The exact Fourier representation of a generic coupling term, $C(x)=\sum_{p} a_{p} \delta\left(x-x_{p}\right)$, reads

$\overline{\hat{c}}_{k}=\sum_{p} a_{p} \exp \left(-i \boldsymbol{k} \cdot \boldsymbol{x}_{p}\right)$         (13)

and its three-dimensional discrete spectrum is

$\left|\overline{\hat{c}}_{k}\right|^{2} \sim 4 \pi \boldsymbol{k}^{2} \sum_{p} a_{p}^{2}+2 \sum_{\|k\|=k} \sum_{p} \sum_{q>p} a_{p} a_{q} \cos \left(\boldsymbol{k} \cdot\left(\boldsymbol{x}_{p}-\boldsymbol{x}_{q}\right)\right)$                (14)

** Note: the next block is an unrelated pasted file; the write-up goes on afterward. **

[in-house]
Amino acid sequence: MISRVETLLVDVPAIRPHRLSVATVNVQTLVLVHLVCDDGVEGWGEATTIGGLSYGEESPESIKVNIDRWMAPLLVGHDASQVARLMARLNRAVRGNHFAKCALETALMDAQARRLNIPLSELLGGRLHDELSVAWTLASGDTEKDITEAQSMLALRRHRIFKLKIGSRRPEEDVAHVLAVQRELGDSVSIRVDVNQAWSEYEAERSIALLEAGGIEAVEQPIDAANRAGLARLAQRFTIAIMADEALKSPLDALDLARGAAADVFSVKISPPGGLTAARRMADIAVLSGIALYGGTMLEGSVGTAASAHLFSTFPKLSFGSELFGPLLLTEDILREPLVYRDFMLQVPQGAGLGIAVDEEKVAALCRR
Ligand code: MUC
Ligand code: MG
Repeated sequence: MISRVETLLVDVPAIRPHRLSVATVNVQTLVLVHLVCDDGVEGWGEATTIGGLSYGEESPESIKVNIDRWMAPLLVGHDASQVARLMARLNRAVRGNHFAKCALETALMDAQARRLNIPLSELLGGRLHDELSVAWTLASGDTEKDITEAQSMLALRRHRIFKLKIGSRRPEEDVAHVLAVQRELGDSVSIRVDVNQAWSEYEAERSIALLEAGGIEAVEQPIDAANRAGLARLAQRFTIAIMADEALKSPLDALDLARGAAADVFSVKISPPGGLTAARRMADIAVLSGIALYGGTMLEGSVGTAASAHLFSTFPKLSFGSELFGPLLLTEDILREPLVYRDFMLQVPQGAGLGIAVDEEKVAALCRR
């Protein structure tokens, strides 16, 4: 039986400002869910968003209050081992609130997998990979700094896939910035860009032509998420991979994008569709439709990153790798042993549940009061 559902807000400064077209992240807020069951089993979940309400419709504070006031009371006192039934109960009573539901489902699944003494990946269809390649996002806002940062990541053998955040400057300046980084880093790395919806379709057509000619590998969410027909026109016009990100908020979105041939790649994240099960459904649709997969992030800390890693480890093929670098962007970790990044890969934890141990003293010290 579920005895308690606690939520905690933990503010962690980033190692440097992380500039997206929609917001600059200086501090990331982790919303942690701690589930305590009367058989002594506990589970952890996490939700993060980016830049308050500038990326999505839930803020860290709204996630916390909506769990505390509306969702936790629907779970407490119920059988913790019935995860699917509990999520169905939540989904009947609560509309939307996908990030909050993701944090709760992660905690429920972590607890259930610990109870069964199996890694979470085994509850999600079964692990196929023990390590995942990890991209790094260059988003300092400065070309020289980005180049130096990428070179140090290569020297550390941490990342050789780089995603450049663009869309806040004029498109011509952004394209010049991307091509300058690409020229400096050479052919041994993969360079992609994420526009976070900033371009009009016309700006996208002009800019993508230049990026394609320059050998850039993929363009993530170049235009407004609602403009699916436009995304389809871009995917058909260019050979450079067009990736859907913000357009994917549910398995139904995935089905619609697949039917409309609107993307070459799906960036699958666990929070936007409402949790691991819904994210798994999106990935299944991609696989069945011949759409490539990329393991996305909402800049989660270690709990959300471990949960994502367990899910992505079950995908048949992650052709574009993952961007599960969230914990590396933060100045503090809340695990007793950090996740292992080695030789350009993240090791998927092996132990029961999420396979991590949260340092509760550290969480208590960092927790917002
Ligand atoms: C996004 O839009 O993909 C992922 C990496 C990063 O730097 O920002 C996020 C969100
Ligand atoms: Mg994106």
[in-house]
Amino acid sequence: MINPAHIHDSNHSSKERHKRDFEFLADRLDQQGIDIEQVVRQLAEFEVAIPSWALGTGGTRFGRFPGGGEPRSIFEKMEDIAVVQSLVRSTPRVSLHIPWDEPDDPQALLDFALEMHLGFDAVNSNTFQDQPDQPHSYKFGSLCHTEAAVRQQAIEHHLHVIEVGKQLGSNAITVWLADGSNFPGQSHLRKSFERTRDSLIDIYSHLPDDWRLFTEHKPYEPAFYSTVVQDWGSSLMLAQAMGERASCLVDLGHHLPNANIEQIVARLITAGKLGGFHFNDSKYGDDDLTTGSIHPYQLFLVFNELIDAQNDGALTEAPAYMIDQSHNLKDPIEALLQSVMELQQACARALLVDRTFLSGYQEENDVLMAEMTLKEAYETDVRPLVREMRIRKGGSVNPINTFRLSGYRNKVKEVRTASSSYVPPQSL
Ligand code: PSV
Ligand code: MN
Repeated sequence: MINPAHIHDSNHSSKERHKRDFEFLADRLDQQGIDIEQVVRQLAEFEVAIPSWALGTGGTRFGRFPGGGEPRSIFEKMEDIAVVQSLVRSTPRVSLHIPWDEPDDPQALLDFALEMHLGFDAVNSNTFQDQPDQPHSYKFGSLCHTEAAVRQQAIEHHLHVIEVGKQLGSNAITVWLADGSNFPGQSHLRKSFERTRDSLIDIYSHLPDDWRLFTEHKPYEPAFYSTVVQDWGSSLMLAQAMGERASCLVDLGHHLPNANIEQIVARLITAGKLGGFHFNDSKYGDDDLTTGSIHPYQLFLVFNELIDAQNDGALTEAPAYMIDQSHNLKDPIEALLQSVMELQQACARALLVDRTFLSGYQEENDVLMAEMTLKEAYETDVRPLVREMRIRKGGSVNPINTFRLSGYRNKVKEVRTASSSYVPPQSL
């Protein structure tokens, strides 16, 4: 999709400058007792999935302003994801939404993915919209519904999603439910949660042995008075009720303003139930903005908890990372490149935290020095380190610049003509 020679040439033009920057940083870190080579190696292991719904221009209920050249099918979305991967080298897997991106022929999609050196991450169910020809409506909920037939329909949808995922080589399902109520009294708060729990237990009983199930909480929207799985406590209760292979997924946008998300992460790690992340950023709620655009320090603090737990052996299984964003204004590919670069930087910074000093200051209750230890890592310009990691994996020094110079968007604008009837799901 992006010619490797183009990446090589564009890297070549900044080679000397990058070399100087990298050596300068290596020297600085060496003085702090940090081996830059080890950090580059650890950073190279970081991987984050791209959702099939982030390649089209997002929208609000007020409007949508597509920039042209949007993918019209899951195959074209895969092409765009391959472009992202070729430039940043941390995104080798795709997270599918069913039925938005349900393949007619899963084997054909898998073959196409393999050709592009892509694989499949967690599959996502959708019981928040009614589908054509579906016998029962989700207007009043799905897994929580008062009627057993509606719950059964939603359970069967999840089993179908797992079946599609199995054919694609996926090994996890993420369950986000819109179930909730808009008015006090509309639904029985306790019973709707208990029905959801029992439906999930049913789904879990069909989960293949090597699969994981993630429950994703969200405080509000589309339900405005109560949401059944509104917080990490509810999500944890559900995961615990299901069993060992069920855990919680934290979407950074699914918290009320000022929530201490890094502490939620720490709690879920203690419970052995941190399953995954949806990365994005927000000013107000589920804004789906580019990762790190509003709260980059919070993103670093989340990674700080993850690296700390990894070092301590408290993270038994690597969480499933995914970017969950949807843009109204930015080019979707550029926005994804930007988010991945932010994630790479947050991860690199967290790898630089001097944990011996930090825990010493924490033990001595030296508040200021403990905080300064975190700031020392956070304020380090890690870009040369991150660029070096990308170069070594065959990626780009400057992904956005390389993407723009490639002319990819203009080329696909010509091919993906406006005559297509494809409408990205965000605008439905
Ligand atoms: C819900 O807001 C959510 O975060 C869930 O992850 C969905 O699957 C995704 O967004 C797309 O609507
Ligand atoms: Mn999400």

where, the number of grid points on a spherical shell of radius k is approximated with its continuum limit, 4πk2. The second term at right-hand side of Eq. (14) is related to the correlation between the positions of the particles, so that for weakly correlated particles, the first term at right-hand side of Eq. (14) dominates, thus producing a ~k2 spectrum. This trend is due to the discrete nature of the coupling term, specifically, to the interaction of the particle with itself and it gives rise to an infinite amount of spectral energy. This self-interaction contribution always dominates at large k. On the other hand, when a finite correlation exists, the second term at right-hand side of Eq. (14) dominates and, for a large number of particles, the spectrum of the particle feedback is determined by two-particle statistics. These behaviors can be seen in Figure 3, which shows the spectra of the velocity and temperature coupling, computed by means of NUFFT with a fourth-order B-spline basis. The coupling terms contain a considerable amount of energy at large wave numbers and, for large Stokes numbers, a k2 trend appears in the higher simulated wave numbers, as it has been observed in the framework of cloud microphysics [4]. The k2 trend is evident for particles with large inertia, St>1, and it extends at lower wave numbers when St increases. Indeed, the k2 trend is accentuated by the lack of correlation between particle pairs, Eq. (14), which is the case of particles with large inertia. The next section deals with the possible removal of the particle self-interaction.